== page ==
Reply
#68
(12-21-2009, 04:51 PM)stormstopper Wrote:
(11-13-2009, 12:48 AM)StrictCatholicGirl Wrote: Let's assume first that there could be "significant beings" in other worlds who passed the original test and remained in friendship with God. Then the Vatican astronomer would be right. They wouldn't need redemption and would probably be living in some blessed, glorified state similar to what we will experience after the final resurrection.

Now let's assume they failed the test. Forget the idea of "significant beings" becoming incarnate angels or incarnate devils. Angels (blessed and fallen) are a species of their own. Psalm 8 says that we (earthlings) were made little less than the angels. What if those on other planets were made a little less or a little greater than us? That would make the consequences of their fall greater or lesser than ours.

I can't fathom the ramifications of that. I can only see one God Incarnate, one Savior, the Alpha and the Omega, who will come again to judge the living and the dead. He came to our planet and "dwelt amongst us." That would be a tough act to keep duplicating if other worlds needed redemption too. Not impossible, mind you, for nothing is impossible with God. But it would seem unnecessary, and - pardon the expression - an overkill, too much of a good thing. I hope that doesn't sound disrespectful. 

As for your last question, I don't think the Church has any responsibility towards so-called extraterrestrials. When Jesus told His apostles to go into the whole world and preach the Gospel, I'm assuming He meant our planet Earth. Our planet provides enough water for Baptism and enough grain and wine for the Eucharist. If extraterrestrials exist and if they need redemption, I'm sure God will provide a way that is just right for them.


God will never provide redemption anywhere else, because as you surmise, it would be "overkill".  The more accurate way of putting it is that Christ died ONLY ONCE, and He never will again ("Christ dieth NO MORE" per Romans 6:9).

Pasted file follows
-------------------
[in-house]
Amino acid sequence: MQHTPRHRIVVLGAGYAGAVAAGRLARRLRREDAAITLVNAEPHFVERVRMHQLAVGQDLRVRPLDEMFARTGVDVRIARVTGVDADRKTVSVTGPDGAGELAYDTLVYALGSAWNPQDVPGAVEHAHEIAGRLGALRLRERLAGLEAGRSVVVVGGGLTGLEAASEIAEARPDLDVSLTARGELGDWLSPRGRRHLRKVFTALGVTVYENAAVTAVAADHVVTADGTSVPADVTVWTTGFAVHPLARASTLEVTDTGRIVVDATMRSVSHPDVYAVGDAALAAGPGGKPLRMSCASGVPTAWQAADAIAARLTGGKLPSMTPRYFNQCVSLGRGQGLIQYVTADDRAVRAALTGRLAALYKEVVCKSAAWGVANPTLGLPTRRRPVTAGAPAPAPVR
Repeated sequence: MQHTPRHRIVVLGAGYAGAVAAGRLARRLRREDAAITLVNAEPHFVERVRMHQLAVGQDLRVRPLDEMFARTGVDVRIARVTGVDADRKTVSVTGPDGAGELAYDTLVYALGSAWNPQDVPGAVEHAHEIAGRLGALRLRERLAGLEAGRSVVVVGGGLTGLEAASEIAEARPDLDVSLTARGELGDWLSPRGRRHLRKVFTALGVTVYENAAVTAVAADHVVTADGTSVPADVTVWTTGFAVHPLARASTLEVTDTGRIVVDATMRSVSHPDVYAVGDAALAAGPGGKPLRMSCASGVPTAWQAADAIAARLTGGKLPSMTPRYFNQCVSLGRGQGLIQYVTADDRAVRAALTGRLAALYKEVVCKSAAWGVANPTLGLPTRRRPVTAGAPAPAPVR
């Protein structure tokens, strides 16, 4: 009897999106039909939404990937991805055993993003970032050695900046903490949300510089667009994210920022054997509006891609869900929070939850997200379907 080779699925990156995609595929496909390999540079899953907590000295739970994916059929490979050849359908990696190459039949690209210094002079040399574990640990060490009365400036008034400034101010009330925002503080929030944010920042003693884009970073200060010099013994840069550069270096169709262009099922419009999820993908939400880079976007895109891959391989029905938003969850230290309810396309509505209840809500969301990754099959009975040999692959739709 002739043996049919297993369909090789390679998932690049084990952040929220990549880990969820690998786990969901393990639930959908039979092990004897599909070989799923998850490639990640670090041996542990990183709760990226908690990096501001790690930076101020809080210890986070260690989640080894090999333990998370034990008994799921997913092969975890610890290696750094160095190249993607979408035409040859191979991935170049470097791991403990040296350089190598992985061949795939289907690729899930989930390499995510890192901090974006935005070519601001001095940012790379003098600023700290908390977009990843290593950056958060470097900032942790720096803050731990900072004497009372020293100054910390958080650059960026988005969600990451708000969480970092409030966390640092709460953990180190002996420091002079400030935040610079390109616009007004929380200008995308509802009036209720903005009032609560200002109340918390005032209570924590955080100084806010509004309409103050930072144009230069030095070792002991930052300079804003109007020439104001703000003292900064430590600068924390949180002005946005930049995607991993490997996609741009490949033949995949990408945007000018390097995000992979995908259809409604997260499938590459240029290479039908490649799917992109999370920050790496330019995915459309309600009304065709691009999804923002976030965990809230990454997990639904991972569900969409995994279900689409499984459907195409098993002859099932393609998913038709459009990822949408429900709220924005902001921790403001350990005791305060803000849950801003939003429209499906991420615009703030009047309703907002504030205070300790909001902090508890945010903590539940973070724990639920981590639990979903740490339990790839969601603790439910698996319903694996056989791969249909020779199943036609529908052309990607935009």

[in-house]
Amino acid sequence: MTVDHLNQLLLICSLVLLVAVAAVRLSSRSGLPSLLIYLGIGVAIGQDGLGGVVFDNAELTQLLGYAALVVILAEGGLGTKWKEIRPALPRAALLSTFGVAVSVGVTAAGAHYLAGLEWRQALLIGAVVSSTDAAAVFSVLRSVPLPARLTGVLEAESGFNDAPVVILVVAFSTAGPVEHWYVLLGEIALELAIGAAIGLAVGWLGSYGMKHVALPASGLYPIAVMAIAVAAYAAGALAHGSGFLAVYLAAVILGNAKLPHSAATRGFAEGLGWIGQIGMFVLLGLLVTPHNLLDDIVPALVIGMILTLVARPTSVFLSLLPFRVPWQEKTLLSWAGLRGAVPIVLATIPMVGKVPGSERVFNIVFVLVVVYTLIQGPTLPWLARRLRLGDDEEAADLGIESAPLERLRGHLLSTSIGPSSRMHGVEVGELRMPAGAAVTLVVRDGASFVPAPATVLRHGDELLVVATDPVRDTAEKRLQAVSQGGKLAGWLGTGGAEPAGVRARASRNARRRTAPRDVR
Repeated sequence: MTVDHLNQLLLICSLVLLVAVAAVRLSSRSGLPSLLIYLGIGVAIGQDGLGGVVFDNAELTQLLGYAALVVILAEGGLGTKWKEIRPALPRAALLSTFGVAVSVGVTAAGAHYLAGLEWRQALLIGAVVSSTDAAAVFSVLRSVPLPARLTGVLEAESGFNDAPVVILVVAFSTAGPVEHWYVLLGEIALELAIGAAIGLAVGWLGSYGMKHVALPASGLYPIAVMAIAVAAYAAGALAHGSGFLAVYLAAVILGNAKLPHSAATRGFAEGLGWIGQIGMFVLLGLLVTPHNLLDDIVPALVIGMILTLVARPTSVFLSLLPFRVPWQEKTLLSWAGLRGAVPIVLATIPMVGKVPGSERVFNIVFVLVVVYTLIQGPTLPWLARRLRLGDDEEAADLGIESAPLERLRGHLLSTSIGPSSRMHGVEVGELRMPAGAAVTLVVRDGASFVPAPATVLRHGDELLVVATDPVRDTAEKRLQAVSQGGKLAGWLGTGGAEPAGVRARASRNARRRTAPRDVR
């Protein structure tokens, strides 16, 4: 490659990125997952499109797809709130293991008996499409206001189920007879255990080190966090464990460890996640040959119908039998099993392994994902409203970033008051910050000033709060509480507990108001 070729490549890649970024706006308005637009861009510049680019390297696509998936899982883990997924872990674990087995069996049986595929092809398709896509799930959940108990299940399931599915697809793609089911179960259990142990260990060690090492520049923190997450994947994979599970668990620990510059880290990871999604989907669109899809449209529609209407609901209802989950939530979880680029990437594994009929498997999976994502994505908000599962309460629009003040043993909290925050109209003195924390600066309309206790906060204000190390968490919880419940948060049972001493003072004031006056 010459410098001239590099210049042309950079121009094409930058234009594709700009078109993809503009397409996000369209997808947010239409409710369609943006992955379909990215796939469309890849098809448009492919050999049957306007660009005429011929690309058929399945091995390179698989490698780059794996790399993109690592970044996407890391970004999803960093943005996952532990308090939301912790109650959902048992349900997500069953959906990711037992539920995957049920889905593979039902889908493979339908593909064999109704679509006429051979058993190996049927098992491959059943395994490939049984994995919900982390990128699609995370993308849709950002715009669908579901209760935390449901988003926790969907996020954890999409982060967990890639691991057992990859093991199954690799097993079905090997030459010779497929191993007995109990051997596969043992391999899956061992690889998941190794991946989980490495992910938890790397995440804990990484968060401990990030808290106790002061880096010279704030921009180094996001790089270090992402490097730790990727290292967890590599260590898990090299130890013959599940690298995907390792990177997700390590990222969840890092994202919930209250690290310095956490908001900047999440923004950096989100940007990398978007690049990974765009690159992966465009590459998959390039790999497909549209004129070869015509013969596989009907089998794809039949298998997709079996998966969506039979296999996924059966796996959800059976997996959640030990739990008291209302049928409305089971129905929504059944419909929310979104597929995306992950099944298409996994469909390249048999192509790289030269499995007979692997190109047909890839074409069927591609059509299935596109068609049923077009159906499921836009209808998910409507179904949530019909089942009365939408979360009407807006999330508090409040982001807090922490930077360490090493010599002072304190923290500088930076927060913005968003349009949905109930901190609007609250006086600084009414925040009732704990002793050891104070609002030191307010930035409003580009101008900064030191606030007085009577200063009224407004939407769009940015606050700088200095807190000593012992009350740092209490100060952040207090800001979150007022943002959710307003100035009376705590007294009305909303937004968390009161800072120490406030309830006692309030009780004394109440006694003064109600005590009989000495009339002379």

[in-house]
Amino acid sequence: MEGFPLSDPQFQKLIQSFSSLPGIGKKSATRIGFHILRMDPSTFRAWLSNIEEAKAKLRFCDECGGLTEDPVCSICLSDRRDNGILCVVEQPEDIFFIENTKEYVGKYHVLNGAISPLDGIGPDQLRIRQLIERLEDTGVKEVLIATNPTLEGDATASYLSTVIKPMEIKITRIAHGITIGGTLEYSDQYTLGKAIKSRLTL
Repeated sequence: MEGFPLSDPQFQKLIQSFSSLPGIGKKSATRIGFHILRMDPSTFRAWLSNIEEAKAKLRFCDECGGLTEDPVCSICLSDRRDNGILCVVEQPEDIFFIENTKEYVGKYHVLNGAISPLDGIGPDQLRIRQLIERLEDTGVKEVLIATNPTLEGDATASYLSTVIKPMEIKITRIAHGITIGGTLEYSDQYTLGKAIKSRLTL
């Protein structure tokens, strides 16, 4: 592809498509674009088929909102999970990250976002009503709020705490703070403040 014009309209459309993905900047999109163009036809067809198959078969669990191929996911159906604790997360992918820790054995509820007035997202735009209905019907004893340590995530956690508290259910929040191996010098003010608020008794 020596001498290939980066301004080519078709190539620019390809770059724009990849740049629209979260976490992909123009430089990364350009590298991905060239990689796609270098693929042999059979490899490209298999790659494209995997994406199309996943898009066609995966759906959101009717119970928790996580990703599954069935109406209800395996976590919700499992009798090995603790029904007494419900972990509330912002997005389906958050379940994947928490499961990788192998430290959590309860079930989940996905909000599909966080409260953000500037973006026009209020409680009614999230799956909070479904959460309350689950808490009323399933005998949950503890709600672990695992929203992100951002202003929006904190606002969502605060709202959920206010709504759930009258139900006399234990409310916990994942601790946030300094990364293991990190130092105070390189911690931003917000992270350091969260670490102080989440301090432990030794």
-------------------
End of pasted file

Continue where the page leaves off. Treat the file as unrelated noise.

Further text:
Christ made our salvation possible by paying the full penalty for our sins.  He had to become a genuine man--body, soul, and spirit. He is the only God-man, fully God yet fully man in one person at the same time.

In that light, what about life on other planets? If you were an atheist evolutionist,  life on other planets seems logical.  So without God, life must have happened here by chance, so why couldn't life arise spontaneously from similar lifeless chemicals on other planets? But as a Christian, you believe that God created Adam and Eve and that for there to be other similar creatures with body, soul, and spirit, and the free will to love and obey God but also to rebel, He must also have created them.

Why would God create such beings? Would it be because He hoped that the next "Adam and Eve" would not use their free will to take their own way? You must know that any created beings  would make less-than-perfect choices and inevitably rebel, seeking to be like God. They would be susceptible to the same temptation from Satan that destroyed the human race. Surely God would love them and want to forgive their sins, but in order to do so He would have to become one of them and die for their sins.  But as quoted above, Jesus is not going to do that, so the possibility for alien life is for all practical and biblical purposes,  zero.

God knew that Adam and Eve would rebel and He made provision for that. He wouldn't "try again and again" to create a perfect creature who would not sin. That would be impossible because everywhere that there were humanoid creatures, it would be true of them as of us, "All have sinned and come short of the glory of God."

You, StrictCatholicGirl, and some others on this thread seem to have come to pretty much the same conclusion about what I originally posted.  I'll have to say that I provisionally agree and that the general conclusions so far exclude the existence of non-human, physical significant beings.

The reason I agree only provisionally is that, in the event such beings are ever discovered, their existence will have to be accepted by people like us and explained by theologians.  At least it seems so if the Christian theological basis for their non-existence seems so strong.

I have a feeling, however, that we'll find a branch of the human race beyond earth before we find non-humans.

But that's a topic for another thread. :)
Reply
#69
(12-21-2009, 05:20 PM)Zakhur Wrote: I have a feeling, however, that we'll find a branch of the human race beyond earth before we find non-humans.
But that's a topic for another thread. :)


oh goodness you havent been reading my crazy antediluvian theories have you..... :laughing:
Reply
#70
No... Perhaps we have independently arrived at similar conclusions. ;D
Reply




Users browsing this thread: 2 Guest(s)